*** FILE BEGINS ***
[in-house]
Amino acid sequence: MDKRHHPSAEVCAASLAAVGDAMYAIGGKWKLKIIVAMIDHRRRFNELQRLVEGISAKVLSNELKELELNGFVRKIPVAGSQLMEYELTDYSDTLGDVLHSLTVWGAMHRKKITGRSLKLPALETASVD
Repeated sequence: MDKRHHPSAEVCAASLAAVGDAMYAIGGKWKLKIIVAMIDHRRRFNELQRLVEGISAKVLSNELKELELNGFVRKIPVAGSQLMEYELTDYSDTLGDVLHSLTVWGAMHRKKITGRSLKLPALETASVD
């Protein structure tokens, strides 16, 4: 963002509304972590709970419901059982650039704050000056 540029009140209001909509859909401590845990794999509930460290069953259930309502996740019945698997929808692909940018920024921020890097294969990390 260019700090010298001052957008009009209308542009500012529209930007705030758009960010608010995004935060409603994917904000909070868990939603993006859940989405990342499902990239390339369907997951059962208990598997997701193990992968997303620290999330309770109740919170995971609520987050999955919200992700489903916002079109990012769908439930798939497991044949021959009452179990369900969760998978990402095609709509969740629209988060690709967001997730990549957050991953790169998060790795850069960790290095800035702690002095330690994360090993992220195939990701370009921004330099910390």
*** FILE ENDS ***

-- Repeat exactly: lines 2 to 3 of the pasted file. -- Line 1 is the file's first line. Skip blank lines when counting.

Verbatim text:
Amino acid sequence: MDKRHHPSAEVCAASLAAVGDAMYAIGGKWKLKIIVAMIDHRRRFNELQRLVEGISAKVLSNELKELELNGFVRKIPVAGSQLMEYELTDYSDTLGDVLHSLTVWGAMHRKKITGRSLKLPALETASVD
Repeated sequence: MDKRHHPSAEVCAASLAAVGDAMYAIGGKWKLKIIVAMIDHRRRFNELQRLVEGISAKVLSNELKELELNGFVRKIPVAGSQLMEYELTDYSDTLGDVLHSLTVWGAMHRKKITGRSLKLPALETASVD